In the extreme southwest of the city, Berlin borders the Brandenburg capital Potsdam. Both cities are connected at this point by the Glienicke Bridge, which went down in history especially during the Cold War. It was the legendary location of the third and final exchange of agents between the USA and the Soviet Union, which was spectacularly staged on February 11, 1986, and gained worldwide fame. Its history has made it one of the sights of Berlin and Potsdam. Here you can find information about the Glienicke Bridge.
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History of the Glienicke Bridge
The Glienicke Bridge was built in 1907 on Bundesstrasse 1. It leads over the Havel and connects Berlin and Potsdam. The name of the bridge is the nearby former Gut Klein Glienicke, where the Glienicke Castle is located today.
The state border between Brandenburg and Berlin or the city border with Potsdam runs directly across the middle of the bridge. At the time of the division of Germany, this also meant that it became the scene of a spectacular third and final exchange of agents. This was also made into a film in the movie “Bridge of Spies”.
At the site of today’s bridge, there were bridges that connected the two cities before 1907. The first wooden bridge connected the two cities from 1660 and 1777. However, it only served the nobility as a connection between the Potsdam palaces and the hunting grounds on the other side of the Havel. It was not until almost 100 years later that the bridge was opened to general carriage traffic and a permanent mail connection was established. In 1777 the bridge had to be renewed because the previous bridge was not designed for the increasing traffic. A new wooden drawbridge with handrail was built at this point. She also got sentry boxes on both sides.
The third bridge was built by Karl Friedrich Schinkel. This was inaugurated on September 30, 1834. This was used until today’s bridge was completed. In 1906, however, it was decided that the Schinkel Bridge was no longer sufficient due to the increasing motorized traffic. In addition, the Teltow Canal was opened on June 2, 1906 and the inland waterway ended at the previous bridge. The bridge therefore had to be replaced by a permanent bridge. The truss bridge with a broken steel structure was completed in 1907. Initially the bridge was called Kaiser-Wilhelm-Brücke. However, this name did not catch on, so that the bridge became the “Glienicke Bridge”. The bridge was adapted over the years, destroyed at the end of World War II and rebuilt in 1947.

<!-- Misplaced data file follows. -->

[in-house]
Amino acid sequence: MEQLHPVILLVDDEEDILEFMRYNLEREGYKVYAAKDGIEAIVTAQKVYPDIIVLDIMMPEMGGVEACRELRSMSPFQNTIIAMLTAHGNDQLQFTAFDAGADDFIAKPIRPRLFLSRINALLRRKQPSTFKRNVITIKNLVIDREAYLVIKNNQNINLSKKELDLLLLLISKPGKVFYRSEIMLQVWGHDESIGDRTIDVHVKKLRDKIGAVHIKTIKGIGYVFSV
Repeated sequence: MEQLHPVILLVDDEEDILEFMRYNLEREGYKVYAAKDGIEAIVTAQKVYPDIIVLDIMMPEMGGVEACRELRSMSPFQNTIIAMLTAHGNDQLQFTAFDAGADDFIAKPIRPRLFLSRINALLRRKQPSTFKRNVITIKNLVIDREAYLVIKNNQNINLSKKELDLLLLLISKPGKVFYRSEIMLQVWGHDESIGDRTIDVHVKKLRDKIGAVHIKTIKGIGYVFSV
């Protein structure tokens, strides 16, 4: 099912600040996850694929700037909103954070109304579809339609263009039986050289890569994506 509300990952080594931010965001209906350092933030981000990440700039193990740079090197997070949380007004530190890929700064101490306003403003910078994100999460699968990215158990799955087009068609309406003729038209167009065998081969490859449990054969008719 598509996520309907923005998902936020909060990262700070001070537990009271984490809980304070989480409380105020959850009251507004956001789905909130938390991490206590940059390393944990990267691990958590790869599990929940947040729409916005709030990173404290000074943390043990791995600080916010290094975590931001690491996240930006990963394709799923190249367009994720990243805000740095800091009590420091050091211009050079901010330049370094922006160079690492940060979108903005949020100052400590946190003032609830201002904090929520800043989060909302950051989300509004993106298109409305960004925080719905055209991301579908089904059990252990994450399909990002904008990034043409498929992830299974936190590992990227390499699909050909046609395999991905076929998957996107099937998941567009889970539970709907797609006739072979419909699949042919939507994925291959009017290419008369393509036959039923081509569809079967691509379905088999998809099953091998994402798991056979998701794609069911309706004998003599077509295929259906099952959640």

From 1952 the bridge was closed to private car traffic and only opened again to everyone one day after the fall of the Berlin Wall, on November 10, 1989.
During the Cold War, the Glienicke Bridge was used for the exchange of people between the powers involved in the USA and the Soviet Union. Between 1962 and 1986 there were three exchanges with a total of 40 people on Glienicke Bridge. That is why it was given the name “Agent Bridge” by the media.
Glienicke Bridge as a sight
The spectacular past alone makes the Glienicke Bridge a historical place that should be planned when visiting Berlin. Today, among other things, two shades of green, on the Potsdam half in a lighter one, on the Berlin half in a darker one, remind us of the history of the bridge. A visit to the bridge can be combined very well with a visit to Potsdam. The Babelsberger Park with the Babelsberg Palace and the New Garden and on the Berlin side the Glienicke Palace, the Glienicke hunting lodge and many other sights are close to the bridge and invite you to visit. The landscape ensemble around the bridge has also been declared a World Heritage Site by UNESCO.
Tours to the Glienicke Bridge
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